You wonder how this all would have worked out for Bruce Ratner if he'd tried to bring the Nets to Brooklyn the right way.
Not using them to make a real estate score.
Not looking to turn the part of Brooklyn that the city and state handed to him into Ratner World.
Not with some Frank Gehry/Star Wars arena.
Just a basketball arena for a basketball team that would have brought professional sports back to the borough of Brooklyn.
But that wasn't enough for Ratner, and soon he'll be out of the Nets business and somebody else will own the team that can't get any better because there's no money.
Ratner will blame this on the economy, or Develop Don't Destroy Brooklyn, or Danny Goldstein, who led the resistance.
The person Ratner ought to blame is himself.
Just an arena?
"Just a basketball arena for a basketball team" would never have been enough for Ratner, because Ratner is real estate developer, not a sports team owner. He never would've tried to bring the Nets to Brooklyn "the right way."
Also, a standalone arena would not have generated the seemingly-impressive but highly dubious economic projections Forest City Ratner distributed.
In fact, given the increases in city subsidies, the arena, taken by itself, now would be a money-loser for the city, according to the New York City Independent Budget Office. The Empire State Development Corporation (ESDC), which evaluates and approves the project, has not looked closely at the IBO but stands by its economic projections, which are premised on an unlikely ten-year buildout.
Below are excerpts from my article Thursday on the informational meeting Wednesday.
How was the ESDC’s economic impact analysis conducted?
ESDC Senior Counsel Steve Matlin’s answer was vague. Expected construction costs and tax benefits were plugged into a model, and calculations were reflected in the 2006 Modified General Project Plan (MGPP).
“We’re constantly looking at that analysis and updating that analysis,” he asserted, a statement belied by the absence of any new numbers in the 2009 MGPP. He suggested that, since the the cost of the project has increased, “I’d expect that fiscal benefits will probably increase.”
“Will the cost-benefit analysis be available on the ESDC web site?” moderator Craig Hammerman, District Manager of Community Board 6, asked later.
Matlin looked slightly quizzical, then offered a bland answer: “The summary of the cost-benefit analysis was in the 2006 [Modified] GPP and carried forward in the 2009 [Modified] GPP. To the extent those numbers are updated, we will reflect them at our next board approval, which we expect will be in September of 2009.”
In other words, the public won’t get an opportunity to comment.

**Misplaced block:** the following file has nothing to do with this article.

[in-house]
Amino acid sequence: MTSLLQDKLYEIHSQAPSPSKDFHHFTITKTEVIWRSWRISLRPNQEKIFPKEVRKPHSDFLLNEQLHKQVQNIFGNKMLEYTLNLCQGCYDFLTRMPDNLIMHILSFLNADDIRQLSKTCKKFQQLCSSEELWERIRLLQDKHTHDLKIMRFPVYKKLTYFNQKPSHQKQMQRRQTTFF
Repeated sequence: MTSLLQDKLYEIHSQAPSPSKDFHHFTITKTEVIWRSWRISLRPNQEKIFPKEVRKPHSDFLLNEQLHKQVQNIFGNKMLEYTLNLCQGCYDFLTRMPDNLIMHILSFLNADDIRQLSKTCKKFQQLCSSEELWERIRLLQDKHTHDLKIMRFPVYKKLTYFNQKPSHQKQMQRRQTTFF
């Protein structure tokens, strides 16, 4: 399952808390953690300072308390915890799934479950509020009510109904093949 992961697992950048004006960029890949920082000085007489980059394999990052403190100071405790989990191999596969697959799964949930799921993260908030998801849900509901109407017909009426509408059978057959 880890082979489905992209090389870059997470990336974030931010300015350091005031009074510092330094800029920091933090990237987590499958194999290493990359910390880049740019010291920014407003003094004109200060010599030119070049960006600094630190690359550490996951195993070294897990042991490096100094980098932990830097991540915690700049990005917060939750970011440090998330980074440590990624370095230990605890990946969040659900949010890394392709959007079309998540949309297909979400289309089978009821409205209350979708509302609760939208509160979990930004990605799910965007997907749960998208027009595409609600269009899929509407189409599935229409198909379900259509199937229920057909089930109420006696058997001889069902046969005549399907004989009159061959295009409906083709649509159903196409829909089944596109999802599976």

Later, the issue came up again.
"How can the Empire State Development Corporation properly evaluate the appropriateness of subsidies for the project without producing an independent cost-benefit analysis?" Hammerman read.
"Well, ESDC does do a cost-benefit analysis," Matlin replied. "We have folks that look at the benefits of the project and the costs of the project. That''s an ongoing analysis, and we perform that internally."
"How come it's never been released?" asked Scott Turner (for Fans for Fair Play) from the crowd.
I'd add that the cost-benefit analysis is premised on the impacts of a ten-year buildout, and that seems very unlikely.
What about the IBO report?
Hammerman read a question about a New York City Independent Budget Office report that concluded the arena would be a net money-loser for the city.
“We have heard that report,” Matlin replied phlegmatically. “We do our own analysis. We basically do an analysis of the entire project. We don’t do a separate analysis just of the arena component. What we bargained for was the entire project. We bargained for the benefits generated from the entire project. Our calculations determined that there would be a significant benefit to both the city and the state from the buildout of the project. I believe the city--the Mayor’s office and the EDC [New York City Economic Development Corporation] also reached a similar conclusion.”
However, they use different methodologies and the IBO has been more scrupulous about trying to assess public costs and subsidies.
Later, asked if ESDC or FCR disputed the IBO report, watch how Forest City Ratner's MaryAnne Gilmartin handed the microphone to Matlin with a slight scowl. Matlin then said, "We have not looked closely at that report. We do our own number-crunching. We looked at the project as a whole as opposed to the arena specifically."
Later, Hammerman read a question asserting that the costs to create jobs and affordable housing are two to four times the city average--so how do ESDC and FCR justify spending public money this way.
“Stupid question,” offered a heckler.
“Y’know, I’m not sure what that question is premised on,” Matlin responded. “What we do is, on a project-by-project basis, we evaluate the investment that the state is making, that the public sector is making. We look at the potential benefits that we expect to be generated from the project. And we make an evaluation as to whether the project is worthwhile or not. That’s basically what we did in this project. I don’t know how it compares to other projects.”